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Biogeochemical characterization of a LNAPL body in support of STELA




Irianni Renno, Maria, author
De Long, Susan K., advisor
Sale, Thomas C., advisor
Borch, Thomas, committee member
Payne, Fred, committee member

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Microbially-mediated depletion of light non-aqueous phase liquids (LNAPL) has gained regulatory acceptance as a method for managing impacted sites. However, the fundamental microbiology of anaerobic hydrocarbon degradation, in source zones, remains poorly understood. Two site-specific studies (Zeman, 2012 & McCoy, 2012) performed at the Center for Contaminant Hydrology (CCH), Colorado State University (CSU) demonstrated that LNAPL biodegradation increases drastically when temperatures are maintained between 18°C and 30°C as compared to lower or higher temperatures. These results have supported the design of a Sustainable Thermally Enhanced LNAPL Attenuation (STELA) technology that is currently being tested at field scale at a former refinery in Wyoming. The focus of the present study was to perform a depth-resolved characterization of the mixed microbial communities present in LNAPL-impacted soils, as well as to characterize the site's geochemical parameters in order to establish a baseline data set to evaluate the STELA system performance. Seventeen soil cores were collected from the impacted site, frozen on dry ice and subsampled at 6-inch intervals for analysis of biogeochemical parameters. Multi-level sampling systems were installed at the core sites to monitor aqueous and gas phases. Diesel and gasoline range organics and benzene, toluene, ethylbenzene and xylenes (BTEX) present in the cores and in water samples were analyzed. Temperature, inorganic dissolved ions, pH, and oxidation reduction potential (ORP) were also measured. DNA was extracted in triplicate from each subsample corresponding to the study's center core (21 samples). Total Eubacteria and Archaea were quantified via 16S rRNA gene-targeted qPCR. Microorganisms present at selected depth intervals were identified via 454 pyrosequencing of both eubacterial and archaeal 16S rRNA genes. Results indicate that at the study site, the majority of the hydrocarbon contamination is found between 5 and 12 feet below ground surface (bgs). The average of the maximum total petroleum hydrocarbon (TPH) soil concentrations within each core was 17,800 mg/kg with a standard deviation of 8,280 mg/kg. The presence of methane in the vadose zone and depleted sulfate concentrations in water samples suggest that both methanogenesis and sulfate reduction are likely driving LNAPL depletion processes. Four distinct biogeochemical zones where identified within the surveyed aquifer region. Interestingly, the quantity of eubacterial 16S rRNA genes dominate the quantity of archaeal 16S rRNA genes at sampled depths within the aerobic aquifer region. In the strictly anaerobic aquifer regions, these quantities are approximately equal. The latter can be interpreted as evidence of syntrophism, which has been reported in other hydrocarbon biodegradation studies. Pyrosequencing results support these findings as well and contribute to further elucidating the spatial correlation between microbial communities and geochemical parameters. In-situ biodegradation rates are largely controlled by the quantity and activity of key microbes capable of mediating conversion of specific hydrocarbon constituents. Furthermore, it is anticipated that biodegradation rates are governed by complex interactions of diverse microbial communities that vary both in space and time. The overall vision of this initiative is that advancing a better understanding of processes controlling biologically mediated losses of LNAPL will support the development of more efficient treatment technologies for LNAPL releases. In particular, the site specific analysis produced through this study will support the development of STELA.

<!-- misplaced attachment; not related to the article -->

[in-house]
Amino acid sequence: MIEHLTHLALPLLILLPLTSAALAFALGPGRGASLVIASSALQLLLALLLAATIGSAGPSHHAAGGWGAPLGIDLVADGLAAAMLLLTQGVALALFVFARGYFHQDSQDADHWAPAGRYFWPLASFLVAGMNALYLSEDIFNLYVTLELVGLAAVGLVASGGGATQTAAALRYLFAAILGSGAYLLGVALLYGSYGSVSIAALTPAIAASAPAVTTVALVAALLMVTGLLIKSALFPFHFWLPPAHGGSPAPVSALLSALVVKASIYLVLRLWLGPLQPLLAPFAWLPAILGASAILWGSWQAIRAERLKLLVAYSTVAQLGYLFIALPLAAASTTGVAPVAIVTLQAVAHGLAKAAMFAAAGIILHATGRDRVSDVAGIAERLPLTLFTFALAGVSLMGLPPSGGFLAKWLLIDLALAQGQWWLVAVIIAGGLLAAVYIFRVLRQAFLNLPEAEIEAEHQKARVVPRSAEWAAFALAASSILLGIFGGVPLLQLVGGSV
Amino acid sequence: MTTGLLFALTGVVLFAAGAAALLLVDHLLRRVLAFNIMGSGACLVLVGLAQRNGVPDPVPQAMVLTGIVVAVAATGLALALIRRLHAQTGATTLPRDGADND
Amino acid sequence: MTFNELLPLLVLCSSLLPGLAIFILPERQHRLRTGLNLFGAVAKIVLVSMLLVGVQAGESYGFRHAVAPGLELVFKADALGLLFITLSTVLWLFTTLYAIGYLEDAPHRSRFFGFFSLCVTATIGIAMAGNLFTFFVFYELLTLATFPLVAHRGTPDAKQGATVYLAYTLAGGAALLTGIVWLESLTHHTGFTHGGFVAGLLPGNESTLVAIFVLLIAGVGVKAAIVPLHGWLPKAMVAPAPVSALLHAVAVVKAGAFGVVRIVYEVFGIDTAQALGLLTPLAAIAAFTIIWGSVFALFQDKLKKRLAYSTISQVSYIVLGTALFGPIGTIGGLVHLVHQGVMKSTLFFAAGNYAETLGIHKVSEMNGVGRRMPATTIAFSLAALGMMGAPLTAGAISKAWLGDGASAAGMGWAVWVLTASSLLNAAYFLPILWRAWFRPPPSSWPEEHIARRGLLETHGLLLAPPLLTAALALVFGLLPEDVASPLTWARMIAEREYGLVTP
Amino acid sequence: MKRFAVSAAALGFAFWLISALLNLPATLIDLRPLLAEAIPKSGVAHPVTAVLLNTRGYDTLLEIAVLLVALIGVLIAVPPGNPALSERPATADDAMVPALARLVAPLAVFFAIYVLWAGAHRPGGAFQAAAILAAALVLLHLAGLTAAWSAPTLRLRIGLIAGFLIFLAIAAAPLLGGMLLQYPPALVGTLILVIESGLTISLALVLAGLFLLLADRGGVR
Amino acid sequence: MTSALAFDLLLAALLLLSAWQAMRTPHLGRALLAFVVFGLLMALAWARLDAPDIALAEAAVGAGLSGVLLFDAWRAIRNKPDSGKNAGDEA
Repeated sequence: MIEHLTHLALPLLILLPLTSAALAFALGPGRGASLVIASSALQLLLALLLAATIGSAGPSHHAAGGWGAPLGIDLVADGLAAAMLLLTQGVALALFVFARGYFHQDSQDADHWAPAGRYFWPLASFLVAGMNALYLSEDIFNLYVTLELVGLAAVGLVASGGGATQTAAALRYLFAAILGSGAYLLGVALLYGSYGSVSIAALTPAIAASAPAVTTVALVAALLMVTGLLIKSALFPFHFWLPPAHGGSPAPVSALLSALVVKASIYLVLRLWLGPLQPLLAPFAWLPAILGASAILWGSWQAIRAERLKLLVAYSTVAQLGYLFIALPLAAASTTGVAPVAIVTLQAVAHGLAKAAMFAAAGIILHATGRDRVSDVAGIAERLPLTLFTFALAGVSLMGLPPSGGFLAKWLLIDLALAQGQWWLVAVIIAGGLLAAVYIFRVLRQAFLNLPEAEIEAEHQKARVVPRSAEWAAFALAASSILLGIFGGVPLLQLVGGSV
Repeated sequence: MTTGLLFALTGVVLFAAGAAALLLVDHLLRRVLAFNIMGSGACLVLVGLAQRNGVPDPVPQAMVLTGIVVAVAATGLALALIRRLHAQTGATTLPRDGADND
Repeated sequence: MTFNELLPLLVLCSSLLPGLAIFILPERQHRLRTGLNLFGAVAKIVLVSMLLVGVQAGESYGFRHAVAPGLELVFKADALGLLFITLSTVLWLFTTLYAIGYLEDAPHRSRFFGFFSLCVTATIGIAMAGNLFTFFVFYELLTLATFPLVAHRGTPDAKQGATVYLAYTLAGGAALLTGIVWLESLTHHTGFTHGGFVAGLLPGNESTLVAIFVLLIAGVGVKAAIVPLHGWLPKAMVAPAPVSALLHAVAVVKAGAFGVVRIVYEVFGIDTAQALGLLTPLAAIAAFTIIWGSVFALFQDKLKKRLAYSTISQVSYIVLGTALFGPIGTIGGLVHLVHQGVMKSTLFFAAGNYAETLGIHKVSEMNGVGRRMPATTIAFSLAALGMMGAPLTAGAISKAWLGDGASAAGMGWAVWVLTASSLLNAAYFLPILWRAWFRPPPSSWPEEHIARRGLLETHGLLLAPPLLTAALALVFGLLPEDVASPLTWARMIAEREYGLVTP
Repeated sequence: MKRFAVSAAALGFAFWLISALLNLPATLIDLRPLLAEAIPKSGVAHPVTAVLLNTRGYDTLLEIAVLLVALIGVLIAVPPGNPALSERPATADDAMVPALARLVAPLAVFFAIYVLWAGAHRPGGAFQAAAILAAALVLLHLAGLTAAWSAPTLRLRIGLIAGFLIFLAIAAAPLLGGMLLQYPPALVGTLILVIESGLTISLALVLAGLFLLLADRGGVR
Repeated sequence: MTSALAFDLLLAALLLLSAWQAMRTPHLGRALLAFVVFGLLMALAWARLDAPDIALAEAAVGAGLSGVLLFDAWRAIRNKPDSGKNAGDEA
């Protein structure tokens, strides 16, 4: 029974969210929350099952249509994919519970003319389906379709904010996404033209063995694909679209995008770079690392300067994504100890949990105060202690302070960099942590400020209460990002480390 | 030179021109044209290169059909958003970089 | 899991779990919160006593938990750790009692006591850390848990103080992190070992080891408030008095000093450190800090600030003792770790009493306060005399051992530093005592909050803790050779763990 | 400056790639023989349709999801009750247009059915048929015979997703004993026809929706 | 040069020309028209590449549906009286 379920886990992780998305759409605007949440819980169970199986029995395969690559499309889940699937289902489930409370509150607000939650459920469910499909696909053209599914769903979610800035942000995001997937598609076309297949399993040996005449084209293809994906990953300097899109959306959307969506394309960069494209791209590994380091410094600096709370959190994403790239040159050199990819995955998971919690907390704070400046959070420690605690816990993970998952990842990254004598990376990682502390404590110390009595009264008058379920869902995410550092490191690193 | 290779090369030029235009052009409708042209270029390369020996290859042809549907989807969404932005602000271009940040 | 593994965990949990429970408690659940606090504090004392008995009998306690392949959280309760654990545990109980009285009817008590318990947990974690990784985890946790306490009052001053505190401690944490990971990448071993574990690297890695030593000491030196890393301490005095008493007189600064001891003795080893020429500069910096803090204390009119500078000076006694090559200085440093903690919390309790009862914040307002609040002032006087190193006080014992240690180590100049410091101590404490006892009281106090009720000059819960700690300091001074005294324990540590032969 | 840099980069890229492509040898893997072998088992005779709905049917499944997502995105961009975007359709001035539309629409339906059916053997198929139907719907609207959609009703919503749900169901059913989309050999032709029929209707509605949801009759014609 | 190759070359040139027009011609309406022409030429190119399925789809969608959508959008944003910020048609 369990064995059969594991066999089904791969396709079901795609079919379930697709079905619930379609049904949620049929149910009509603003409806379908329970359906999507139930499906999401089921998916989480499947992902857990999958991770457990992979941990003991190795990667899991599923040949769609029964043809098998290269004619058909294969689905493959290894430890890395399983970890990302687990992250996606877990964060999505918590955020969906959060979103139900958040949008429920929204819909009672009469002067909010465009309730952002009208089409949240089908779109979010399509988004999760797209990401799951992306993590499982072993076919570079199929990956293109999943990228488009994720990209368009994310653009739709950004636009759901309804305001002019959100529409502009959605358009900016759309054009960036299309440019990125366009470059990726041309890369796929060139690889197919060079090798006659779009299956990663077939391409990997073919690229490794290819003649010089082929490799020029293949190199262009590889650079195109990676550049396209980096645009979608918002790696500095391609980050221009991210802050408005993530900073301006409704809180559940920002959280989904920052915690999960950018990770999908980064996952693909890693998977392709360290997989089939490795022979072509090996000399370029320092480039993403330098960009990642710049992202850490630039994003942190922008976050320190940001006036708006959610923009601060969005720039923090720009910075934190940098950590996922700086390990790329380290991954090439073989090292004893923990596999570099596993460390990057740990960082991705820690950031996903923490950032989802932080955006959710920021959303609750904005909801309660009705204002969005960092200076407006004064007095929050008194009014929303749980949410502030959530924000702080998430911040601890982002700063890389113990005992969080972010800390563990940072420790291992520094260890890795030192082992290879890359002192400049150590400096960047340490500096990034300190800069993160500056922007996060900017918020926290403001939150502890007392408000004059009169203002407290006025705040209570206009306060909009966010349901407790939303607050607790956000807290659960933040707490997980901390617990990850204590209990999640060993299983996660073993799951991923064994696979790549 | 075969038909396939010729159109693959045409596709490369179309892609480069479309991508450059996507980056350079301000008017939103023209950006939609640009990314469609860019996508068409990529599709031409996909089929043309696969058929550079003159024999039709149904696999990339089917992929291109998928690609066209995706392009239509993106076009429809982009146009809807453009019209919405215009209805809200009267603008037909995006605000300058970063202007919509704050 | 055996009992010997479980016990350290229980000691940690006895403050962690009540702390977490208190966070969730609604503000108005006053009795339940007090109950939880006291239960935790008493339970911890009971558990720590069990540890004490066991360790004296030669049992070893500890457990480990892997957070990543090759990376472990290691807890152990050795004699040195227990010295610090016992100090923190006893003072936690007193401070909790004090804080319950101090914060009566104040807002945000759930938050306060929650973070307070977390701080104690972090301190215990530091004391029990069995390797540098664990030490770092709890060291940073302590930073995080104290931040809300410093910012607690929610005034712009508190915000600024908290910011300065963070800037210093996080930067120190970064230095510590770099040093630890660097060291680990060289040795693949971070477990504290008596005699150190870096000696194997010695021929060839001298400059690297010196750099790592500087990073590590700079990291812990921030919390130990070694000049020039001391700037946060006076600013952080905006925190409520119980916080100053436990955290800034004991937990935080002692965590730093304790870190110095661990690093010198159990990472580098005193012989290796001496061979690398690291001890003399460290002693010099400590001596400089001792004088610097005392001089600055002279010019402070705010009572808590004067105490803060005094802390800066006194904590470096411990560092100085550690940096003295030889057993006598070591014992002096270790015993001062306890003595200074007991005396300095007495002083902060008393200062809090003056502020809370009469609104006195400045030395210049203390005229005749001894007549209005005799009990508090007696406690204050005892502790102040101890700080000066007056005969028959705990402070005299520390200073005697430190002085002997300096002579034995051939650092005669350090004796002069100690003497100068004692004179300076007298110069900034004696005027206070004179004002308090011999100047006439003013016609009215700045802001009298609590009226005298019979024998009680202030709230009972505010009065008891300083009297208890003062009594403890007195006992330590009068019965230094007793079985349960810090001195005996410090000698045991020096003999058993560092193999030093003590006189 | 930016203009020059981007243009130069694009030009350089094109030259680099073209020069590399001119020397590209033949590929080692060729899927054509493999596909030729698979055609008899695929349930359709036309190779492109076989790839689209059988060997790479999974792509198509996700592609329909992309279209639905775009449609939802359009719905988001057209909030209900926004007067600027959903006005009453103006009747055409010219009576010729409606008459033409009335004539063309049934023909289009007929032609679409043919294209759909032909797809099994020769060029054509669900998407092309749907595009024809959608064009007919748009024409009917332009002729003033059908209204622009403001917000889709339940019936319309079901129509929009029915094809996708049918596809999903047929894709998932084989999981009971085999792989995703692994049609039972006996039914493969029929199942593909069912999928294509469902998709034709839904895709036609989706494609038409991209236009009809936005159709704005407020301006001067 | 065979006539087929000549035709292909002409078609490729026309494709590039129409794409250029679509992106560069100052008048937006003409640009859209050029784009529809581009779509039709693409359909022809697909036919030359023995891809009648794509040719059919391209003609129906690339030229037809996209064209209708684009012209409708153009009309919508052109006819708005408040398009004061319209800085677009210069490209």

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microbial ecology


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